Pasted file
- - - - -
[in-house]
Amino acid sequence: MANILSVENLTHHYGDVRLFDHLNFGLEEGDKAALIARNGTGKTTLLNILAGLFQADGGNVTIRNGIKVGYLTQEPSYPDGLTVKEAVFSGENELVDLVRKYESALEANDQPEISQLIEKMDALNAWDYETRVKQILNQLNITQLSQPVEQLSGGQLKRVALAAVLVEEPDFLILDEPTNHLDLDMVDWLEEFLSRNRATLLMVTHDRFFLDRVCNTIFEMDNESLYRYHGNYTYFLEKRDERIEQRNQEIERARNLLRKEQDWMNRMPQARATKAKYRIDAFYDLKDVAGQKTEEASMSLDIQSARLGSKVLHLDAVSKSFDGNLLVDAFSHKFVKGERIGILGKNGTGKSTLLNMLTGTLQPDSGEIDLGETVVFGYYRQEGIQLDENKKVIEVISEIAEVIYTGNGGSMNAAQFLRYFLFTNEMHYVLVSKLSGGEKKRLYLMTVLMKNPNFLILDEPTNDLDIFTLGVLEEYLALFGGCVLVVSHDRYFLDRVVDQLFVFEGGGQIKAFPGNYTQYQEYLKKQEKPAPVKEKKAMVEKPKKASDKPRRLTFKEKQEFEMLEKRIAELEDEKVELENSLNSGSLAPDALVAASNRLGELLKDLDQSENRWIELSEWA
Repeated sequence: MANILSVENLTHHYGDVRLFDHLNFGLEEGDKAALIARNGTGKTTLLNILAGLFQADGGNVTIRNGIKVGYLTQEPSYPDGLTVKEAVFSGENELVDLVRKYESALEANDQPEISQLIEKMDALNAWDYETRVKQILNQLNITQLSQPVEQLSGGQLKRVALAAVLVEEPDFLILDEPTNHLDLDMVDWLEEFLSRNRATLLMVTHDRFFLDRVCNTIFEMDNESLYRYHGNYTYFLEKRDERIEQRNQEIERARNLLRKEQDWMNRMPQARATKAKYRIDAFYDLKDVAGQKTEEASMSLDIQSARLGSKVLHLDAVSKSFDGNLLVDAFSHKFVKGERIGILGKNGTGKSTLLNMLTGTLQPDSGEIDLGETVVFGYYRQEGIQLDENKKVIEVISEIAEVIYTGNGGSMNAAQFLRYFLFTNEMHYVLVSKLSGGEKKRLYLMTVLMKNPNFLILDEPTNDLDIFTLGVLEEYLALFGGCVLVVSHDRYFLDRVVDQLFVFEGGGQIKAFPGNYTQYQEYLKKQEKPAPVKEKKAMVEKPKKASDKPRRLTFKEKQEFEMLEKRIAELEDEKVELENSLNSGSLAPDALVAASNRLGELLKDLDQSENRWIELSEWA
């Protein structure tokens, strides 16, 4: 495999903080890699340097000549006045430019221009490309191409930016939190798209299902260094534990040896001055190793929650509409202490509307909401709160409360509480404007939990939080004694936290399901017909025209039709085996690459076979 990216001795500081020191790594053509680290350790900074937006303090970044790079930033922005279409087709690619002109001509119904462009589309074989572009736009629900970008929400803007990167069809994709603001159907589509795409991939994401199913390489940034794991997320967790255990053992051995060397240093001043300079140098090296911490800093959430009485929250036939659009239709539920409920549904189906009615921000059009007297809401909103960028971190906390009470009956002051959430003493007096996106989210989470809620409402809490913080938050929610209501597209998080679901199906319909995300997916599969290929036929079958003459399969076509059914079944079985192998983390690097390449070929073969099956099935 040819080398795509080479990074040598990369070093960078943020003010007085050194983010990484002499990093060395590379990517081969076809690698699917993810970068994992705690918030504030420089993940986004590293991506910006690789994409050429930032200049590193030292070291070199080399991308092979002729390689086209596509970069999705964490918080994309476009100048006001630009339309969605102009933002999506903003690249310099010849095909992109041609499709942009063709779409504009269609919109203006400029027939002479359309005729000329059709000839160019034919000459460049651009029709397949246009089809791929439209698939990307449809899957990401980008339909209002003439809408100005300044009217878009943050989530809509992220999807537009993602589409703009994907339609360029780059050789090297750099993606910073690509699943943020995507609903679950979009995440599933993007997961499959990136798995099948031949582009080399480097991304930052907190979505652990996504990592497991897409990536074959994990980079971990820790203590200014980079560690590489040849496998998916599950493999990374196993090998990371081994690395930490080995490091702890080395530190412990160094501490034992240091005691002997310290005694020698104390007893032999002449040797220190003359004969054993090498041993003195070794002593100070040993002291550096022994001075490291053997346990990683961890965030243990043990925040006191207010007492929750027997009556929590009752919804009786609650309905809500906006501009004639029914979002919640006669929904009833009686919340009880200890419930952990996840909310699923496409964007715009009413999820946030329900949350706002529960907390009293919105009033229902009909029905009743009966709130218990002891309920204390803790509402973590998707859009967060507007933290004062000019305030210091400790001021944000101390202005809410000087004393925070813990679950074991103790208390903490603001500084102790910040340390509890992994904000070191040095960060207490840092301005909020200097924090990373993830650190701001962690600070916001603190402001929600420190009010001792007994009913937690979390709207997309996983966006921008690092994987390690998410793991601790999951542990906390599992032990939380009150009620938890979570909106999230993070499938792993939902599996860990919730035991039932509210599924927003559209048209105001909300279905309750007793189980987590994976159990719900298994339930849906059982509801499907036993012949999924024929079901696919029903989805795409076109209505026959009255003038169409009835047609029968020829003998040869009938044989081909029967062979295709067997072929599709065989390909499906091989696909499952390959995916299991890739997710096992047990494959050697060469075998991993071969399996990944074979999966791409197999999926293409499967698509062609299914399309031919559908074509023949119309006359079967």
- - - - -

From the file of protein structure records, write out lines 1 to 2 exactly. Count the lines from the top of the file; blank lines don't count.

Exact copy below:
[in-house]
Amino acid sequence: MANILSVENLTHHYGDVRLFDHLNFGLEEGDKAALIARNGTGKTTLLNILAGLFQADGGNVTIRNGIKVGYLTQEPSYPDGLTVKEAVFSGENELVDLVRKYESALEANDQPEISQLIEKMDALNAWDYETRVKQILNQLNITQLSQPVEQLSGGQLKRVALAAVLVEEPDFLILDEPTNHLDLDMVDWLEEFLSRNRATLLMVTHDRFFLDRVCNTIFEMDNESLYRYHGNYTYFLEKRDERIEQRNQEIERARNLLRKEQDWMNRMPQARATKAKYRIDAFYDLKDVAGQKTEEASMSLDIQSARLGSKVLHLDAVSKSFDGNLLVDAFSHKFVKGERIGILGKNGTGKSTLLNMLTGTLQPDSGEIDLGETVVFGYYRQEGIQLDENKKVIEVISEIAEVIYTGNGGSMNAAQFLRYFLFTNEMHYVLVSKLSGGEKKRLYLMTVLMKNPNFLILDEPTNDLDIFTLGVLEEYLALFGGCVLVVSHDRYFLDRVVDQLFVFEGGGQIKAFPGNYTQYQEYLKKQEKPAPVKEKKAMVEKPKKASDKPRRLTFKEKQEFEMLEKRIAELEDEKVELENSLNSGSLAPDALVAASNRLGELLKDLDQSENRWIELSEWA